Please find our guests for this series by alphabetic order by surname
Matthew has a particular interest in a brain imaging modality called magnetoencephalography (MEG). MEG involves measurement of magnetic fields at the scalp surface that are generated by current flow through neuronal assemblies in the brain. Measurement and subsequent reconstruction of these magnetic fields allows generation of images showing current density in the brain, and how that current density changes when our brains undertake tasks. My most recent research has pioneered novel ways to measure brain connectivity (communication between spatially separate brain regions) via the measurement of neural oscillations (“Brain Waves”). These techniques are having significant impact in multiple clinical fields including schizophrenia and epilepsy.
Dr Brown is a anaesthesiologist at Massachuessets general hospital and professor at MIT who works to understand how our brains respond to anaesthesia and what difference states our brain go into when we are under different forms of anaesthesia and pain medications. His full work and titles can be found at: http://imes.mit.edu/people/faculty/brown-emery/
Nick is a Socioecological and Cultural Psychologist with a big focus on Self-Knowledge (or the lack thereof). He previously studied monkeys and what we understand about their thought processes but now works on Implicit Cognition, Inequality and Why People Own Guns.
Personal website: www.josephgalea.weebly.com
Dr Galea is broadly interested in motor control. This ranges from the neural correlates of motor learning to stroke rehabilitation. At present, he is particularly interested in how reward/punishment influences our actions and can be used to alter the speed at which our motor system learns or retains new movements.
Antje Ihlefeld is a neural engineer with a primary interest in central auditory processing. She received her PhD in 2007 from Boston University on psychophysical and computational models of auditory perception. Her research includes studies of auditory perception in cochlear implants users and hearing aid users. More recently, she has widened this research focus to address how auditory deprivation affects central nervous system function as assessed with chronic electrode recordings in auditory cortex. She is an assistant professor at the Department for Biomedical Engineering at New Jersey Institute of Technology. The National Institute of Health currently funds part of her research. Antje is the director of the lab for Neural Engineering of Speech and Hearing (NESH lab).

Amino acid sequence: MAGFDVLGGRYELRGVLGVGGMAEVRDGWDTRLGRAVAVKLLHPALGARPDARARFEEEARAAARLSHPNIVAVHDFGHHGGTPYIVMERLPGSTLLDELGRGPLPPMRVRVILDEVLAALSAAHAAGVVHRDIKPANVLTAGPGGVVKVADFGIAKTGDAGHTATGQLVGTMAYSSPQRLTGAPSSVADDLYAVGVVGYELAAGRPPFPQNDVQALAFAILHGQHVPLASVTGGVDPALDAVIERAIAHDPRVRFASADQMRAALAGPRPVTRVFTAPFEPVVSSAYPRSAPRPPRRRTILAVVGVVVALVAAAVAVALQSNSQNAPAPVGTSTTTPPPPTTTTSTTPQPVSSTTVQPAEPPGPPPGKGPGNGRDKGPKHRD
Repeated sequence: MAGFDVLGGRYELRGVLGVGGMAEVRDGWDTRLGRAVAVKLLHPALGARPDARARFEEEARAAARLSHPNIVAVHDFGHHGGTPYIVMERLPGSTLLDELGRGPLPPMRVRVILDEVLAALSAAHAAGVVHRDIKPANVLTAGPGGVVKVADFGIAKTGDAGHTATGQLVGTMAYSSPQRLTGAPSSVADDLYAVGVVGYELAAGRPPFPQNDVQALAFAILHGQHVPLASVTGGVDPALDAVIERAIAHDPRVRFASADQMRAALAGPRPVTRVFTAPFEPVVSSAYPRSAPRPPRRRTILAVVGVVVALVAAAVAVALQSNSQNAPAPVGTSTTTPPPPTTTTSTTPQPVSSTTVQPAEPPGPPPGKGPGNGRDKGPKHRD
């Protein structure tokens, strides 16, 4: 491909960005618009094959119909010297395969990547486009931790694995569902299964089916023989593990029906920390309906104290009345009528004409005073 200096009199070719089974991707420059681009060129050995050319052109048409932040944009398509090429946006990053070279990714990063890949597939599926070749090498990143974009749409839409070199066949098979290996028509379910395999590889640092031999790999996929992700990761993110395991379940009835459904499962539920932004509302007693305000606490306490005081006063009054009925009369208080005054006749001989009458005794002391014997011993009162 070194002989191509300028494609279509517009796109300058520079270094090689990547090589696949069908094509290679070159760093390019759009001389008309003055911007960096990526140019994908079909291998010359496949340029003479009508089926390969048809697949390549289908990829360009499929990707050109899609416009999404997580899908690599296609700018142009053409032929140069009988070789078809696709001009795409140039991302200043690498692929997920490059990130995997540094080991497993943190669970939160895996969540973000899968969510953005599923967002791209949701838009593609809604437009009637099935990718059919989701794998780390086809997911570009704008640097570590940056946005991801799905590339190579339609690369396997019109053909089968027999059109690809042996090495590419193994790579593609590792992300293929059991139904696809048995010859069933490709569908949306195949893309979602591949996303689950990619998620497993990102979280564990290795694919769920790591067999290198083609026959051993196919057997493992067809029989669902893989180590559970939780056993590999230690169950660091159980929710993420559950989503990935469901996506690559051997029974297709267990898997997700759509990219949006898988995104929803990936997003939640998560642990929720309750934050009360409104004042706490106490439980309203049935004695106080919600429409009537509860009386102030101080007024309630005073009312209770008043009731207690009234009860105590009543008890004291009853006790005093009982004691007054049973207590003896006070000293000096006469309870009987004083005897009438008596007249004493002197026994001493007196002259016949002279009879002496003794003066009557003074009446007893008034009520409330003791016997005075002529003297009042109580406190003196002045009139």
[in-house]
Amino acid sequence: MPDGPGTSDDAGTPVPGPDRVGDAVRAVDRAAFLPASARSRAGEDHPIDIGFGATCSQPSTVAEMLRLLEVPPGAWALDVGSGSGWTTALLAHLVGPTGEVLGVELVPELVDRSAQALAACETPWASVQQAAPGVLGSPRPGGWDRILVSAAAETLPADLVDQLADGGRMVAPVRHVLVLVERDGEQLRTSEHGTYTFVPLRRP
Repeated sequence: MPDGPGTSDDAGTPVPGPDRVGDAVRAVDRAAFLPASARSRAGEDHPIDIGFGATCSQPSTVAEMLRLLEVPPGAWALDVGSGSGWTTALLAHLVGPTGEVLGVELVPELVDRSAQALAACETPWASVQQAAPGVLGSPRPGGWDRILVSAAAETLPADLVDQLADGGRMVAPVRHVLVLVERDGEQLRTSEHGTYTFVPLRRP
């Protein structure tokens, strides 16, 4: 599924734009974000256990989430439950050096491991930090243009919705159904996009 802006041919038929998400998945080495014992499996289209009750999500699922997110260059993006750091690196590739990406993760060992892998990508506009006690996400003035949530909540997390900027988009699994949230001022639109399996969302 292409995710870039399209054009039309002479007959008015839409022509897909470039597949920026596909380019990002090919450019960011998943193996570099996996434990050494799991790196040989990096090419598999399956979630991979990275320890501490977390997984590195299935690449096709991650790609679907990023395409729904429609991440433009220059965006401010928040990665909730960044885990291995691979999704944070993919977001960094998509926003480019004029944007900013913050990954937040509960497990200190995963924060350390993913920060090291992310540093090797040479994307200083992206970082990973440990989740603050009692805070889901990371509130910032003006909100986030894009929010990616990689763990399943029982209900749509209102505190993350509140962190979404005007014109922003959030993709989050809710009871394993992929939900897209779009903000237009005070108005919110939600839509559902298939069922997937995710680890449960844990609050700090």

I am interested in the intersection of artificial and natural intelligence. My research is on developing analytical methods that model the human brain’s functional connectivity (using fMRI) and are predictive of individual differences in behaviour and clinical traits.
My research focuses on sentence level language processing, mostly syntactic and semantic processing. I am especially interested in how these core language processes work, how the workings change throughout the lifespan, and how they are instantiated in the brain.
I use methods from cognitive and social psychology, as well as insights gleaned from behavioural economics, machine learning, empirical modelling, and whatever else I can get my hands on to investigate consumer behaviour and decision-making. My work is primarily focused on: (1) how “new” technology affects the outputs of “old” cognitive systems, (2) consumer financial decision-making, and (3) flexible morality and mind-perception. In each of these areas, my goal is to understand human behaviour “in the wild.” I want to understand why people do the things they do, as they actually do them–and, perhaps, to help them do these things just a little bit better.